5. If you had a blank piece of paper to work from rather than trying to adjust the current system where would you go? Any votes for a solely consumption based tax system?

  6. The psychology of people and how they behave when faced with our current financial crisis cannot be underestimated. However, it is underestimated all the time. At the moment, people are very angry about what is happening. Trying to dream up “painless ways to pluck the goose” i.e. tax the goose, totally ignores the fact, that the goose has a number of weapons at his/her disposal. These can be deployed and to a certain extent are being deployed already with devastating consequences. This collective cognitive behavior when acted out at the micro economic level soon impacts the macro environment. Painless, plucking of too many geese can actually lead to insolvency of the farm itself.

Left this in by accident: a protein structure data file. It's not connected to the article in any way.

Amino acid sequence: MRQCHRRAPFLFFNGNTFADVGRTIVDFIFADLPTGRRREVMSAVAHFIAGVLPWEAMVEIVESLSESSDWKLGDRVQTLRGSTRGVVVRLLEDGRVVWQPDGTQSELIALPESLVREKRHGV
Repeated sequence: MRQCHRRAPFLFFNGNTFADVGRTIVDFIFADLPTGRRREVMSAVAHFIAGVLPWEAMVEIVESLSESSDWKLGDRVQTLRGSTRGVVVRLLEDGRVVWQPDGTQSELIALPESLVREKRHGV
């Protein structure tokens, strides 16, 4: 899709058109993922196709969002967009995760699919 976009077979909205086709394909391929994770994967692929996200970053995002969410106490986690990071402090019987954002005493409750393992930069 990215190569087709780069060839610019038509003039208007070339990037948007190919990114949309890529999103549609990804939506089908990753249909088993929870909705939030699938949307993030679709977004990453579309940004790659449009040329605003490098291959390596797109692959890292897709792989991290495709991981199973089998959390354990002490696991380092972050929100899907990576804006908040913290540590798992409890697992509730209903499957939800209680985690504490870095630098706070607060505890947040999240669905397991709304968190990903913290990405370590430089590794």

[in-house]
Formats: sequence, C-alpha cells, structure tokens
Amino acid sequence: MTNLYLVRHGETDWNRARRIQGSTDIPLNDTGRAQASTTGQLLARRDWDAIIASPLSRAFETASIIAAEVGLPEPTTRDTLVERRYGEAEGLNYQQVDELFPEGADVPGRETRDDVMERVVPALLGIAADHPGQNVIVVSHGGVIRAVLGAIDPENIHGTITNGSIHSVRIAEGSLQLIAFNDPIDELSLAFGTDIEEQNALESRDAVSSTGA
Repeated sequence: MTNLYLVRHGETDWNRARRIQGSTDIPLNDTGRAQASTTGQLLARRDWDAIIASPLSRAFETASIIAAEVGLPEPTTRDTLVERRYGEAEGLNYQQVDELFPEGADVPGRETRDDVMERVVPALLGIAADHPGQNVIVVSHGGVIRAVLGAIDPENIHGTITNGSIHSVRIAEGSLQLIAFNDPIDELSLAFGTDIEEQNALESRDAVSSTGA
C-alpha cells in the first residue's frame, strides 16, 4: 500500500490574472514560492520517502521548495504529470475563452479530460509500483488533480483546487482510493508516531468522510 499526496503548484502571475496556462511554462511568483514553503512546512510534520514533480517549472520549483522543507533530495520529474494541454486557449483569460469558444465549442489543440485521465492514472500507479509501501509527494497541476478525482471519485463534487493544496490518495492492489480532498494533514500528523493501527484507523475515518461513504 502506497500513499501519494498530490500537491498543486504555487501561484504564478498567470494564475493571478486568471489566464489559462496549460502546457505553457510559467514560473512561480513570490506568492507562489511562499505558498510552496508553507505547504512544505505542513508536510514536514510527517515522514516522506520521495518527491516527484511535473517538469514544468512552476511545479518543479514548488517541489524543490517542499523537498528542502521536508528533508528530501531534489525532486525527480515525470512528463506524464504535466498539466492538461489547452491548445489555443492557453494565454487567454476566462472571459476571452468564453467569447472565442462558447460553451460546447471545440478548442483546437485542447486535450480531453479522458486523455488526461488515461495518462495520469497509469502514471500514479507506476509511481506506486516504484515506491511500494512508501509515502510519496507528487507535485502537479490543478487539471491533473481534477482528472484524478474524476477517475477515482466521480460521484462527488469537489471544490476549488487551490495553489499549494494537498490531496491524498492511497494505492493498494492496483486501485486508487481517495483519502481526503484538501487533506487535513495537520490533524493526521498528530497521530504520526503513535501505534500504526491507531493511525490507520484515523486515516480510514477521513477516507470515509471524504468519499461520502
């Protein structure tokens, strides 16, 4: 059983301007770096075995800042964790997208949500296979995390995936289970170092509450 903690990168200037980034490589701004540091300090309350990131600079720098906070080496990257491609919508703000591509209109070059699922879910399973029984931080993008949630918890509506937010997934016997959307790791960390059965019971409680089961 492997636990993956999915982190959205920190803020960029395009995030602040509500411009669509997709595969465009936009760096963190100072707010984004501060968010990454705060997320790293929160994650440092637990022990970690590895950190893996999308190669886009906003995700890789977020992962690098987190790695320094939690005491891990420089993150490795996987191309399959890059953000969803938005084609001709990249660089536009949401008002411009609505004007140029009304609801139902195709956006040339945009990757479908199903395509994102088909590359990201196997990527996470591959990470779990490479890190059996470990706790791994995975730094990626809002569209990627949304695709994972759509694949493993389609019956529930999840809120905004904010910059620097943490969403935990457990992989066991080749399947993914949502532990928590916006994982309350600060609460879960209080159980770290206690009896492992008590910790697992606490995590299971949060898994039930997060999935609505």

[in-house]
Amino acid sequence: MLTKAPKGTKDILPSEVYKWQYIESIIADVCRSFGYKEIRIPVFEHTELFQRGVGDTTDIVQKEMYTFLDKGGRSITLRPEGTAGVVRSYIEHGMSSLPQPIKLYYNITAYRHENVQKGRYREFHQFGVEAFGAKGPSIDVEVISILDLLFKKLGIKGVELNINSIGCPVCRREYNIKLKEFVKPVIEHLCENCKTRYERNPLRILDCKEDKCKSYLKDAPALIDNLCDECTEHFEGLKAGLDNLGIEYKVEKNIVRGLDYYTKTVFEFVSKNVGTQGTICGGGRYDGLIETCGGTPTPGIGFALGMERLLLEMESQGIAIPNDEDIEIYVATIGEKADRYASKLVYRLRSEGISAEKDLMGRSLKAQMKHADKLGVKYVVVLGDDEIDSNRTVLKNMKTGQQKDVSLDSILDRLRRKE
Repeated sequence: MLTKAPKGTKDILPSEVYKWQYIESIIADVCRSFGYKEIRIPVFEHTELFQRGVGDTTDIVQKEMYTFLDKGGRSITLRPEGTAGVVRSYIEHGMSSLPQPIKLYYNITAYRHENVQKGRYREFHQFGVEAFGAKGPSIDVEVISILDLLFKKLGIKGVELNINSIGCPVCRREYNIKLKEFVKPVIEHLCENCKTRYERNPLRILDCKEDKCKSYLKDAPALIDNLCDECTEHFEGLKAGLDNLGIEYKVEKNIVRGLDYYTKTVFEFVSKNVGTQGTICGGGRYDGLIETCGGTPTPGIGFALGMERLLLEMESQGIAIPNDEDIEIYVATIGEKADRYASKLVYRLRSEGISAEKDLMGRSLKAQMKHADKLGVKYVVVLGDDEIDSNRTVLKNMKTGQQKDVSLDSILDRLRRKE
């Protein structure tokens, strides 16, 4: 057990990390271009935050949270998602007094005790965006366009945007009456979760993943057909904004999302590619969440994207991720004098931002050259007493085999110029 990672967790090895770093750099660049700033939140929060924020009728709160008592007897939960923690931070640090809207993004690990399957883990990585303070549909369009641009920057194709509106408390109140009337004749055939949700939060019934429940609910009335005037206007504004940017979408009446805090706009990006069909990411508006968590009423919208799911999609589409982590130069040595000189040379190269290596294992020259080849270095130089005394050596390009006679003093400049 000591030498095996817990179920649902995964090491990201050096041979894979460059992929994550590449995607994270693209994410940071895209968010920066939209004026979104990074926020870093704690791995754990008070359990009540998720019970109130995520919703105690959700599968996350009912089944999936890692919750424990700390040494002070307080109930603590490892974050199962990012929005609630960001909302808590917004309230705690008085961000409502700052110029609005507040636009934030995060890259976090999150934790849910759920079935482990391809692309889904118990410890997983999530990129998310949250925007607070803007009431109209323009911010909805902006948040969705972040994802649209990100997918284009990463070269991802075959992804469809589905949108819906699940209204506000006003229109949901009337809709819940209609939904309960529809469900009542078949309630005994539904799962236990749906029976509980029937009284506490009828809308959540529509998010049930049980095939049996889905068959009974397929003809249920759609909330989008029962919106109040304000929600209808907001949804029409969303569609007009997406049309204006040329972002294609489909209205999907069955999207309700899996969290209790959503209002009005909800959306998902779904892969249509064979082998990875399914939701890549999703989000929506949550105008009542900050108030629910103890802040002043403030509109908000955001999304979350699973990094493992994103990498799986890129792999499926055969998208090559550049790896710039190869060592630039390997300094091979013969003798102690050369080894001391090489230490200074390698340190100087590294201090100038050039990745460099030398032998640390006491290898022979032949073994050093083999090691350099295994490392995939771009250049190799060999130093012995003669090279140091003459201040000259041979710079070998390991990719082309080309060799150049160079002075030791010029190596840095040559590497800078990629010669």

The geese invariably decide to become meaner as they are taxed more. They often feel they have been singled out. The feeling among the geese, is, that there is a misperception that they are handy targets for revenue. They respond by cutting discretionary spending to the bone. The multiplier gives their decisions an even more lethal effect and the government wonders why the extra revenues are not flowing in? Of course, the revenues do come in, but are counterbalanced by the above and some of the following.